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eoteceramics

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Posts posted by eoteceramics


  1. 18 hours ago, Min said:

    Hi Julia,

    Okay, so it's not too much deflocculant but not any at all that is the problem. There is just too much water in your slip. Casting slips contain far less water than a slip made with just clay and water and yet look just as fluid.

    There is an article about using your claybody and turning it into a casting slip here, and a short explanation of mixing casting slips here. For red earthenware I would suggest using Darvan 811. It's easy to add too much deflocc so you need to be able to accurately measure the deflocc and slip as you find the right amount to use. (Some pugged claybodies don't work well as casting slips as there can be too much bentonite in them which causes them to cast too slowly.)

    Min thanks so much for the information. Ill have a look at those links and hopefully get it sorted. Cant wait to get started!

     


  2. Hey Johnny,

    Im fairly sure the moulds were dry as they had been sitting in a shed for a few years, it seemed fairly waterproof. Ive looked up the mould thing and found that its overuse of sodium silicate seeped into the capillaries of the mold. This doesnt explain why the slip wasnt drying, it still isnt two days later!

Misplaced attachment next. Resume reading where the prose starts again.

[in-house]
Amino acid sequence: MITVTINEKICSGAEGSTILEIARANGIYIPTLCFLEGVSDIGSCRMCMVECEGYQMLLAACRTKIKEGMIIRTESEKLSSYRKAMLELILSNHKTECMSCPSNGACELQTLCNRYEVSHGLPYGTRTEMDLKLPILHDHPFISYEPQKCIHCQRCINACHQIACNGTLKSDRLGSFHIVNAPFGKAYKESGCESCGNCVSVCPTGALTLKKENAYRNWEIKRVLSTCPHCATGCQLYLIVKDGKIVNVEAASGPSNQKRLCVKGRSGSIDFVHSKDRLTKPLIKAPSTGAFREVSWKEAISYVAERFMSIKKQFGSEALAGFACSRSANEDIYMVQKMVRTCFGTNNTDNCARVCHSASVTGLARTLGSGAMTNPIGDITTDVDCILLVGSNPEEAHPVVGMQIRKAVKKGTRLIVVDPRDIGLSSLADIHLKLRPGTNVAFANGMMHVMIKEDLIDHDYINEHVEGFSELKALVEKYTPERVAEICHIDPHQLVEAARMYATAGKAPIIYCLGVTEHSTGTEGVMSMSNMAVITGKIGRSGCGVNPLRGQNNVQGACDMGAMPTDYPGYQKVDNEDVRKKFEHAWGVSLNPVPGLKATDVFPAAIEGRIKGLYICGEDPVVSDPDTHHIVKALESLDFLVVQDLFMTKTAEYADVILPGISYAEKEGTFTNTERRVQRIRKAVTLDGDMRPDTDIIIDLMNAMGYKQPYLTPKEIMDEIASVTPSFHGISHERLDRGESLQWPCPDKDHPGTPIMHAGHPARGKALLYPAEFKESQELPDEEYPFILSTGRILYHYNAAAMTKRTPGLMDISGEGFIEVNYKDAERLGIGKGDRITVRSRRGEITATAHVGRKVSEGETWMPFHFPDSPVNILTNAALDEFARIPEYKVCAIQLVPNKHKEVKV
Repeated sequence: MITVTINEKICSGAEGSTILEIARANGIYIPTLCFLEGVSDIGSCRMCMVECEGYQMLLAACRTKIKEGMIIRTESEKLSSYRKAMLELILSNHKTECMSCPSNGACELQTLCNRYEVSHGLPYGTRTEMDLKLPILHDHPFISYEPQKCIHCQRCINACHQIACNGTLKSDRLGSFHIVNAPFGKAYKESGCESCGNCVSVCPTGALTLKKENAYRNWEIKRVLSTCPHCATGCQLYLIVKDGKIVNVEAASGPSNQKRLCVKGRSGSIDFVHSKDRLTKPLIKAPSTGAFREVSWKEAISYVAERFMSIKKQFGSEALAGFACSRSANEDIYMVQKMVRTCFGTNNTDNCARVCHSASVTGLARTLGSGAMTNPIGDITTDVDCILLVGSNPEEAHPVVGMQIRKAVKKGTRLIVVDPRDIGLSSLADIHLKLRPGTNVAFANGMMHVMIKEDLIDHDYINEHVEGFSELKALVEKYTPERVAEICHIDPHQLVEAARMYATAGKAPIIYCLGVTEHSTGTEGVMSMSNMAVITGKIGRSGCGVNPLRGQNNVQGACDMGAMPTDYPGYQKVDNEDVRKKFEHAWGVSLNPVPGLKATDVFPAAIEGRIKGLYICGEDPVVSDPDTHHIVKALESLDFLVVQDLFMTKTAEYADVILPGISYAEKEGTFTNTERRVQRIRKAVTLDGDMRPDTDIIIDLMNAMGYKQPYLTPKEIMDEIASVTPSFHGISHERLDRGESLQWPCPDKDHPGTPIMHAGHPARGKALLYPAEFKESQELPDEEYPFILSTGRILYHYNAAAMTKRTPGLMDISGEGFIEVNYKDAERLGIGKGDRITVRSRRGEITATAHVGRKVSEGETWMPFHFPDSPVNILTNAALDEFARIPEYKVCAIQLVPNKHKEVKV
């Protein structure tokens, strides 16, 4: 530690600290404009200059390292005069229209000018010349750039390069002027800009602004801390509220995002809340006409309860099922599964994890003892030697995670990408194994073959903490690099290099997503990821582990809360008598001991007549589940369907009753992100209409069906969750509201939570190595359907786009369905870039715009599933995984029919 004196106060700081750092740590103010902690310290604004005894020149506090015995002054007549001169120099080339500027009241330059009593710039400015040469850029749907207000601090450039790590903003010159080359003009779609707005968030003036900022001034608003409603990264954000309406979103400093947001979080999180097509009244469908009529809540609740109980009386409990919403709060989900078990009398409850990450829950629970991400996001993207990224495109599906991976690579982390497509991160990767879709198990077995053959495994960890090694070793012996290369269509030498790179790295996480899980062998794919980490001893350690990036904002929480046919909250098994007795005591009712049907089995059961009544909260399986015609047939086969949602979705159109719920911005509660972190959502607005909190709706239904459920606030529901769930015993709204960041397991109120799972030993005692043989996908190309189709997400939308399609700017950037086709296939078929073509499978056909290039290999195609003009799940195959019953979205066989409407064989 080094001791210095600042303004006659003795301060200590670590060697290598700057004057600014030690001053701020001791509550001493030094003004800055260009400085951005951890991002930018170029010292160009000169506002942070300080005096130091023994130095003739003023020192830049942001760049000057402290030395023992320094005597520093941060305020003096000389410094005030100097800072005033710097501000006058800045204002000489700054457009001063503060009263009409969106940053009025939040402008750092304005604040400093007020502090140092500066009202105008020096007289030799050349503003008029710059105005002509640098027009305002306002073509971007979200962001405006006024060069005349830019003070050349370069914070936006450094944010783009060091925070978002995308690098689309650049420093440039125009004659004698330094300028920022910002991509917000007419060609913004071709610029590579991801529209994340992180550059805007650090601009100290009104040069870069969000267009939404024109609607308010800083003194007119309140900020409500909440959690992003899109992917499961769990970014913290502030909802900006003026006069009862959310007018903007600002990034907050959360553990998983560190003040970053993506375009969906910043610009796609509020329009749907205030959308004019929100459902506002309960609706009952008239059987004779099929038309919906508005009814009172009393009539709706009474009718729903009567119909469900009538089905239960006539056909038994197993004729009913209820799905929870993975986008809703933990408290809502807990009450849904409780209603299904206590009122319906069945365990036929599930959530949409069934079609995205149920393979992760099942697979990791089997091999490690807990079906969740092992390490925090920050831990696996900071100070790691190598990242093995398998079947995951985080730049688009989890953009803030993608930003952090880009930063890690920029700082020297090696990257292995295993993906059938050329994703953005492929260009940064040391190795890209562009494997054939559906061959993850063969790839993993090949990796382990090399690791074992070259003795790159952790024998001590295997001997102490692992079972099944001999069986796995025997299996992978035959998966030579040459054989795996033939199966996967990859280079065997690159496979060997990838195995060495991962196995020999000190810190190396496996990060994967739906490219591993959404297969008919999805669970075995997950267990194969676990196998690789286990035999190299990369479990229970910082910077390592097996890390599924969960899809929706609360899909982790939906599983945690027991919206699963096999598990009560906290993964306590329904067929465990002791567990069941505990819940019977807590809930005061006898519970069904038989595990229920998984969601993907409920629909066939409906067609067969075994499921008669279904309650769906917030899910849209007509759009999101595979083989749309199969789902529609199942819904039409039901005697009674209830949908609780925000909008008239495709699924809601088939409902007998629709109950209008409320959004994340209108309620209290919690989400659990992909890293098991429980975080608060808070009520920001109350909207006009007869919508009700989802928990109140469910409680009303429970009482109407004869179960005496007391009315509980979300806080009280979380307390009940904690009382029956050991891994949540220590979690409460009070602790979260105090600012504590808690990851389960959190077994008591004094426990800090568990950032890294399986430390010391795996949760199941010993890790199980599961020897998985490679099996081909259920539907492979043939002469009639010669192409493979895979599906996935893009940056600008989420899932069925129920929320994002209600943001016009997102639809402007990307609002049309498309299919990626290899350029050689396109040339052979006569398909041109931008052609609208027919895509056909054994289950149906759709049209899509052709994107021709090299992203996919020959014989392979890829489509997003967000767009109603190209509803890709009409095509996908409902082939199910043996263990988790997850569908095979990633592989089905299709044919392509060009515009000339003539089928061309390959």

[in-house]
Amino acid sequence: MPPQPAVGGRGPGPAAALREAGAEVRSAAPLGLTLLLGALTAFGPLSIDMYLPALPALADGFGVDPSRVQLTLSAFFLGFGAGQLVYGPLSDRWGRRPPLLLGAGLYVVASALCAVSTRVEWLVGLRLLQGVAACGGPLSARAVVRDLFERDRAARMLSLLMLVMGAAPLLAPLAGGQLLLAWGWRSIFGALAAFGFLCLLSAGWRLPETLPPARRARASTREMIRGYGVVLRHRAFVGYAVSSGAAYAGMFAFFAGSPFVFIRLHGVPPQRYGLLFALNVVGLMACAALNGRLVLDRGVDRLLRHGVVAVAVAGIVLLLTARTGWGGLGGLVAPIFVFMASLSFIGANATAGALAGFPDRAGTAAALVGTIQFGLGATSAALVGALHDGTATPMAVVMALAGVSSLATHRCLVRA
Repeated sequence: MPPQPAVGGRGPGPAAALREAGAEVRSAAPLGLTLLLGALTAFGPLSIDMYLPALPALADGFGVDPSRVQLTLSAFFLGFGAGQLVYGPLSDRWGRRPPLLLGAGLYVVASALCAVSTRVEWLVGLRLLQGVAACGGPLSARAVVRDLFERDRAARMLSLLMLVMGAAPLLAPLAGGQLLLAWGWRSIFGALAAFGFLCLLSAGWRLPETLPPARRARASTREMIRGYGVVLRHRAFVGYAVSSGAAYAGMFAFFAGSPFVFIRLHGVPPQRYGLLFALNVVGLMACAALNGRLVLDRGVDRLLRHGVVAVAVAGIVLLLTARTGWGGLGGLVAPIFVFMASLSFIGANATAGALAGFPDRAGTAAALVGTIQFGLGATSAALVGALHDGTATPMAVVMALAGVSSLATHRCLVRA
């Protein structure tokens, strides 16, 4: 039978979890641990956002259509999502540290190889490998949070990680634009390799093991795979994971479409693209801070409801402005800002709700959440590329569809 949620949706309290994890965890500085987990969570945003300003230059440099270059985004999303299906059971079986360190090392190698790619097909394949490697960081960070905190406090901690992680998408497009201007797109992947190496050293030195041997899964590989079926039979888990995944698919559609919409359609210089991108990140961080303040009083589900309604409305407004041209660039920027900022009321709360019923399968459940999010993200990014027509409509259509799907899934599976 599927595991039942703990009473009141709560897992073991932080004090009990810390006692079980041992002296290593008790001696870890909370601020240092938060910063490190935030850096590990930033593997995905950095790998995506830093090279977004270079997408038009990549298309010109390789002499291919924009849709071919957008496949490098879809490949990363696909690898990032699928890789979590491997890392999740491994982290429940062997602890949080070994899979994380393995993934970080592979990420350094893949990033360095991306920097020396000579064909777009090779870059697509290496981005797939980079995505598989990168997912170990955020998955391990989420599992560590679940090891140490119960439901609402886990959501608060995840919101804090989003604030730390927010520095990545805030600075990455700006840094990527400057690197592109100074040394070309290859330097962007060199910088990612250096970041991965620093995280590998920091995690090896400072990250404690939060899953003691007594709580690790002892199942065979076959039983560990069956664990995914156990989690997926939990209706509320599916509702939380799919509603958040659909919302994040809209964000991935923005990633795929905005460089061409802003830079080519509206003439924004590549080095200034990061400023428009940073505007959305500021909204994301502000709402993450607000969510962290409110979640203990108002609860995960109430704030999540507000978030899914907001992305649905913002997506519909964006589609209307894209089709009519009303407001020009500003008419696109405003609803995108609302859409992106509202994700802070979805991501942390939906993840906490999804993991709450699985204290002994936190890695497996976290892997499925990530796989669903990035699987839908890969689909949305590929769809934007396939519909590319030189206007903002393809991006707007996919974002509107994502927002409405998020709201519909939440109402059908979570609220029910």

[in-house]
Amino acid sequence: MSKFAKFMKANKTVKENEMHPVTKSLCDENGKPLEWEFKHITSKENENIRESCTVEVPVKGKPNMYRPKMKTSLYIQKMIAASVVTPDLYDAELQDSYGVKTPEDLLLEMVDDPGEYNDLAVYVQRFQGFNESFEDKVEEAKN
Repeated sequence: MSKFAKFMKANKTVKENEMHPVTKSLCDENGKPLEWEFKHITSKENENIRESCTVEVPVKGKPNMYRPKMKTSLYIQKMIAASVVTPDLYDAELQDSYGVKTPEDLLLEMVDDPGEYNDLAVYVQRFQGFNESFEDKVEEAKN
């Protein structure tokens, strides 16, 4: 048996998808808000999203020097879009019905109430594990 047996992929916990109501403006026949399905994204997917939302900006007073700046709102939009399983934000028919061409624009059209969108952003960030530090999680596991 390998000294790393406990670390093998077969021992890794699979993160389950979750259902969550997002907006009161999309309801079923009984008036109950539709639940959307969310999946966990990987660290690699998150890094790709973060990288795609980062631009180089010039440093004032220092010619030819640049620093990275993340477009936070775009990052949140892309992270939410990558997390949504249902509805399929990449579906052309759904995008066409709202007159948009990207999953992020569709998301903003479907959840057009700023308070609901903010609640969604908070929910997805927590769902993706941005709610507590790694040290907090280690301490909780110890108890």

I might try cleaning with bleach then drying off in the oven.

    Cheers , Julia


  3. Hi All,

    First time slip casting .

    Ive mixed my own smooth earthenware slip to a creamy consistency and poured. I expected to leave for about an hour before removing the moulds, however after leaving overnight they are still too soft. Also there is a white mold growing on the plaster mould!. Could it be that they are too damp, I did have to clean with a damp sponge .

    thanks so much Julia

     

     


  4. On 5/15/2018 at 3:17 AM, LeeU said:

    Steven Branfman's Mastering Raku is a comprehensive wealth of information if you really want to get into it. He generally bisques at ^08 (explains in the book) and uses a commercial raku body...Sheffield has a nice one.

    thank you I have his book and am making my way through it, very informative

     


  5. On 5/11/2018 at 8:58 PM, Denice said:

    Why do you want to use a stoneware clay in a Raku firing?  Using a low fire clay will make your piece stronger,  stoneware will be extremely fragile at that temperature.   Denice